Introduction: RC Simple 3 Servos Hexapod Walker

This project has been inspired by Pololu Simple Hexapod Walker.

https://www.pololu.com/docs/0J42/1

Please visit their website, they have amazing things on sale, if you are passionate about robotics.

Instead of making a robot (using the Micro Maestro Controller), I plugged the 3 servos to my Arduino Nano and after connecting the 6 channel FS-R6B receiver, I've been able to control the hexapod remotely, using my FlySky FS-T6.

For this instructable you need:

3x Long paperclips (total length 16cm)

1x 6 Channel Receiver

https://www.banggood.com/Wholesale-FS-R6B-FlySky-2...

4x Servo (1 spare just in case something goes wrong)

https://www.banggood.com/4-X-TowerPro-SG90-Mini-Ge...

1x Arduino Nano

https://www.banggood.com/ATmega328P-Arduino-Compat...

2x 7.4V Lipo Batteries*

*(Please use all the precautions when you are handling this battery, especially when you charge those.)

https://www.banggood.com/Giant-Power-7_4V-300mAh-3...

2x Voltage Regulator (7.4V to 5V) + 2 Heatsinks

https://uk.rs-online.com/web/p/products/2988508/?g...

1x Transmitter (I've used for all my projects my super-trusty Flysky FS-T6)

https://www.banggood.com/Flysky-FS-T6-V2-2_4GHz-6C...

1x Mini Breadboard

https://www.banggood.com/Mini-Solderless-Prototype...

2x 3mm LEDs

a pair of small pliers

UHU Por (fantastic for nearly any project)

thick double sided sell-o-tape

6x 1.5mm Rubber Prop Adapter

http://www.micronradiocontrol.co.uk/prop_adapter.h...

Step 1: Bend the Paperclips Aka Making the Legs of the Hexapod

Picture of Bend the Paperclips Aka Making the Legs of the Hexapod

Using a small pair of pliers, bend the paper clips as in the pictures.

You basically will have 2 legs with an upside down V shape and one with a M shape.

The 2 paperclips with the V shape will be bent every 4cm.

The paperclip with the M shape will be bent 3cm from the edges and in the centre at 45 degrees.

Step 2: Connect the Servos and Test That Everything Works

I've connected 4 channels of my receiver to the Arduino (I always use the bigger Uno for my tests), and the 3 signals (orange/yellow/white cable) of the servos.

After, I've connected Vcc and Ground of the receiver, to 5V and GND of the Arduino.

It's better to power the servos with an external battery, therefore I've plugged all the Vcc and Ground of the servos themselves to the mini breadboard.

Please note that during the test I haven't used/plugged the 5V voltage regulator.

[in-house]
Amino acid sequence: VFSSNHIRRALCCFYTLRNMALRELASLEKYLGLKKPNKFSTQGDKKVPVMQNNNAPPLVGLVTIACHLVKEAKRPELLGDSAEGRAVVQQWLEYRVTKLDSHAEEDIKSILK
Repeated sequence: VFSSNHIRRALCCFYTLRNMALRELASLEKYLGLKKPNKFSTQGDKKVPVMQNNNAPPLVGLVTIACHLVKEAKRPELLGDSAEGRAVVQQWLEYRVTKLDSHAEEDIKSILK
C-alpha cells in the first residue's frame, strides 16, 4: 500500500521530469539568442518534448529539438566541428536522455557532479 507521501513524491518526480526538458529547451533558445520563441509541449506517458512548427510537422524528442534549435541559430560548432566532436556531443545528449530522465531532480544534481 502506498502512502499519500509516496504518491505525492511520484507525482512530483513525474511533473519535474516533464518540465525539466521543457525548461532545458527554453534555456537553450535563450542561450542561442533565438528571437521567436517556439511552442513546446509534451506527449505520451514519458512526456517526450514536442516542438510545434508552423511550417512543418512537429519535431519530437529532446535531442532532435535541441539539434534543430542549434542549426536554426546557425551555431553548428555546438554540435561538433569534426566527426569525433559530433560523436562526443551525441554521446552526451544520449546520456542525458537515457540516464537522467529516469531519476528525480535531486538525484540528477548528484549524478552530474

Step 3: Migration to Arduino Nano... and Further Tests

The previous step was ok, therefore I've migrated everything to an Arduino Nano.

After this operation. I've done a few more tests.

Step 4: Attaching the Servos

Picture of Attaching the Servos

Basically you need to attach the 3 servos, like I did in the pictures.

You can glue them together, having the servo placed at the centre that as his horns pointed forward and the 2 other ones placed aside, with the horns pointed up.

Step 5: Attach the Legs/Paperclips to the Servo Horns

Picture of Attach the Legs/Paperclips to the Servo Horns

You can use the servo horns shaped as a cross for the 2 servo positioned aside and the straight one for the central servo.

You have to attach the legs/paperclips with the V shape to the servos aside and the leg with the shape of a M to the central one.

I glued all the paperclips, but to make the connection less wobbly (this hexapod is a bit heavy) I've added 2 pieces of black heatshrink, to both sides of the servo horns.

Step 6: Putting Everything Together

Picture of Putting Everything Together

The breadboard with the Arduino Nano attached, will be placed behind the servos.

On top of it, using some double sided sell-o-tape I've sat the 6 channel receiver.

All the cables are hidden under the body of the hexapod.

As I've mentioned at the beginning of this project, I've added 2 voltage regulators to power the Arduino and the servos with 5 Volts. I've also added 2 heatsinks because the Mosfets become a bit hot.

Please do not touch the voltage regulator/heatsinks when you are using the hexapod.

It's possible to power the Arduino Nano directly to the Vin (up to 12V according to the data sheet), but that pin is connected to a voltage regulator on the Arduino board. If during the tests you plug/unplug the Arduino Nano a few times, you can burn it... as it has happened to me. :-(

Last but not least, the batteries are placed on top of each other and attached to the 6 channel receiver.

Step 7: Make the Body of the Hexapod With the LEDs

Picture of Make the Body of the Hexapod With the LEDs

I've basically used the same technique of another of my Instructables (25, so far).

Please take a look at it.

https://www.instructables.com/id/Cool-Canopy-With-...

When you have done this process, you can plug the 2 wires to the 3.3V of your Arduino Nano.

In this way your hexapod will become "alive".

Step 8: Done!

Picture of Done!

Congratulations!

Now you can control your hexapod using your transmitter.

It can go forward, backward, left and right.

As a final touch you can use some black (or brown) heatshrinks, to cover the metal paperclips.

In this way the legs of the hexapod, will look much better.

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Bio: I studied Electrical Engineering and a lot of other things. I'm always driven by my passions. Please visit also my Youtube channel.
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